Unique Selling Proposition




According to Wikipedia the "Unique Selling Proposition
(also Unique Selling Point) is a marketing concept that
was first proposed as a theory to explain a pattern among
successful advertising campaigns of the early 1940s.
It states that such campaigns made unique propositions
to the customer and that this convinced them to switch
brands."

I'd like to take some poetic license with this definition.
When you're selling I believe it's the little things you
do for your sales prospects and customers that make the
big difference. These little things turn heads, add value,
show interest and when it's all said and done just makes
people feel better about you and your company.

Last week Bernadette, my wife, and I went to New York City
for the National Speakers Association Black Tie Awards
Banquet. We also had dinner at a great steakhouse - Bobby
Vans on 54th St. And we went to Broadway to see August
Osage County. The show recently won five Tony's and after
seeing the show I understand why.

During the visit however, we were touched by little things.
At the Courtyard Marriott Hotel on 3rd Ave we had a late
breakfast on Sunday morning. As I was signing the check
the server presented us with two bottles of water and said,
"You might need these today because it's going to be hot."

I've been to a lot of restaurants and this is the first time
I walked out with a bottle of water to help me get through
the day.

Not exactly an unique selling proposition, but it was a little
thing and a nice touch.



The next morning at the same restaurant and with the same
server, there was a little mix-up between what we ordered
and what was served. Not a big deal! When the server gave
us the check she told us, "Because I screwed up, one
breakfast is free." A little thing and a nice touch.

One afternoon, following another late morning breakfast, we
decided we were in the mood for a bowl of chicken noodle
soup. It took us awhile to find a restaurant, but T.G.I.
Fridays had exactly what we were looking for. The soup was
good and I asked for the check.

I saw something on this check that I've never seen before,
maybe you have, but I haven't. On the bottom of the check
were the words "Suggested gratuity." Then there were three
lines:

GOOD 15% $1.83

GREAT 18% $2.19

EXCELLENT 20% $2.44

Remember these amounts are for two bowls of chicken noodle
soup. Makes tipping easy and a no-brainer. This is a great idea
and may be a unique selling proposition until other restaurants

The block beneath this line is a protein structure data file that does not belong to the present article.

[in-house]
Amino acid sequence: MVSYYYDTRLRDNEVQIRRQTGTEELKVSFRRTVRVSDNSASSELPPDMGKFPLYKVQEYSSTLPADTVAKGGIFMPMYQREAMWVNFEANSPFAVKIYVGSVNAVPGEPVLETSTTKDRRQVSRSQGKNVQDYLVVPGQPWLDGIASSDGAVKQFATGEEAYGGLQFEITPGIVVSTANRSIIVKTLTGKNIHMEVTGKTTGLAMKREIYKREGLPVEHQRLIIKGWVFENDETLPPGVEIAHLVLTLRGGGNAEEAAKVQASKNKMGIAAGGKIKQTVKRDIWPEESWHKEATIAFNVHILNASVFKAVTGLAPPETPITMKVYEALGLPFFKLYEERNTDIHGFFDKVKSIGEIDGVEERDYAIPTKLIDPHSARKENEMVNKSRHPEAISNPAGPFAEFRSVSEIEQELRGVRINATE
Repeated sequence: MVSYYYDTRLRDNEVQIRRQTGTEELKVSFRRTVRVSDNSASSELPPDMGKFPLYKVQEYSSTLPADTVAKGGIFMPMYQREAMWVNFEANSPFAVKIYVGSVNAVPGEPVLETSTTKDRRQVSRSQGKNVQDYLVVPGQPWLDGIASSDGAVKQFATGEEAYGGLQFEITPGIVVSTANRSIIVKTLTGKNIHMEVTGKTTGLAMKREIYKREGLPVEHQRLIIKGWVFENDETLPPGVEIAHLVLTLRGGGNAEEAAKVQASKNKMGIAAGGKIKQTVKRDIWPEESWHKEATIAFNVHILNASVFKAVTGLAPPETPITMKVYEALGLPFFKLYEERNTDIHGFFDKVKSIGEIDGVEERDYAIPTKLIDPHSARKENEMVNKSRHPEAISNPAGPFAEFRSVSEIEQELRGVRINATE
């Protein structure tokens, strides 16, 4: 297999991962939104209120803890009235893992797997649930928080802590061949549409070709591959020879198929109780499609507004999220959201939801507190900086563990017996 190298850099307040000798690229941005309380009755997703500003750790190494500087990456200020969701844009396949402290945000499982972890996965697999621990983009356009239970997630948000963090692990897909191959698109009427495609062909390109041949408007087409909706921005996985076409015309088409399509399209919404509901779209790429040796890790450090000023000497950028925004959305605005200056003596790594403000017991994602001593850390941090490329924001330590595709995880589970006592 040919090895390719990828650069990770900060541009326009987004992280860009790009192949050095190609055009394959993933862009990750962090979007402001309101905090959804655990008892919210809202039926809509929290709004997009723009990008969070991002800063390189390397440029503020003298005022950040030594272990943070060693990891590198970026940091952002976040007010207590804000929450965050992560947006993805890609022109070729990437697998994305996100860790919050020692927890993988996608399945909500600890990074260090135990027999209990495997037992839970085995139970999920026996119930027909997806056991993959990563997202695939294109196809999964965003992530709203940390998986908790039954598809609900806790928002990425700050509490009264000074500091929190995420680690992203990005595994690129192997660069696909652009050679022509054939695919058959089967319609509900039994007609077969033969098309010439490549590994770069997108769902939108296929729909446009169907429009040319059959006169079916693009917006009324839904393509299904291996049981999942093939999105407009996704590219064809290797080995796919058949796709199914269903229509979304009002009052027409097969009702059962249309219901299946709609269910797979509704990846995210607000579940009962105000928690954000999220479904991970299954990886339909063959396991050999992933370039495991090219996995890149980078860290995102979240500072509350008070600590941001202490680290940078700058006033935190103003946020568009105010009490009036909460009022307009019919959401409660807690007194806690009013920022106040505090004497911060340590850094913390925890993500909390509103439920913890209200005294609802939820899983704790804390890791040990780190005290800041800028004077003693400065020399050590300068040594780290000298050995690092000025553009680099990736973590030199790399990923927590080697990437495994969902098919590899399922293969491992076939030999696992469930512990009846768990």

do the same thing. But for now a little thing and another nice
touch.

If you don't already know this I grew up in New York. Back
then the taxi cabs were dirty. Now they have to be washed
everyday. When they first installed partitions separating
the front seat from the backseat for safety reasons - during
the summer, the air-conditioning never got to the passenger's
side of the partition.

That's all changed. Bernadette and I are in the backseat
of a taxi cab. Yes the partition is still there and so are
the new controls for air conditioning to the backseat.
VeriFone also had a built-in credit card machine.

VeriFone also had a small TV monitor so we could watch TV
from our air conditioned backseat. Little things and a very
nice touch.

During the last 20 years I've traveled around the world
delivering my keynote speeches and sales training programs.
As a result I have stayed in hundreds of hotels. Usually
big associations stay at big hotels for all of the obvious
reasons. These bigger hotels have banks of elevators.
In the past, if you're at the Lobby level you waited, along
with the rest of the crowd, for a green light and an opening
door, and then you had to muscle your way into the elevator.

The National Speakers Association was held at the Marriott
Marquis Hotel located in Times Square. Over the years I've
stayed there at least 10 times.

We entered the lobby and headed toward the bank of elevators.
Ah, but this is a new experience for us. As you approach the
bank of elevators we came upon, what looked like a very large
calculator with a LCD screen. All you had to do was punch
in the floor number you wanted and look at the screen for
the number of the elevator that would take you to your floor.

Now that's brilliant, might even be an unique selling proposition,
and makes it extremely easy for all guests to find their next
elevator. This is an example of another little thing that's more
than a nice touch.

I guess the secret to selling success is continuous improvement.
This continuous improvement should become your unique selling
proposition
.

Everyday ask this question, "How can I do it better?" If every
body in every company asked this question every day and
followed-up with changes that made things better - guess what
would happen? Your sales prospects and customers would line
up to do business with you and your company.

Any company that has a Unique Selling Proposition that's focused
on doing a lot of little things better than the competition would
have to be, eventually, the market leader.



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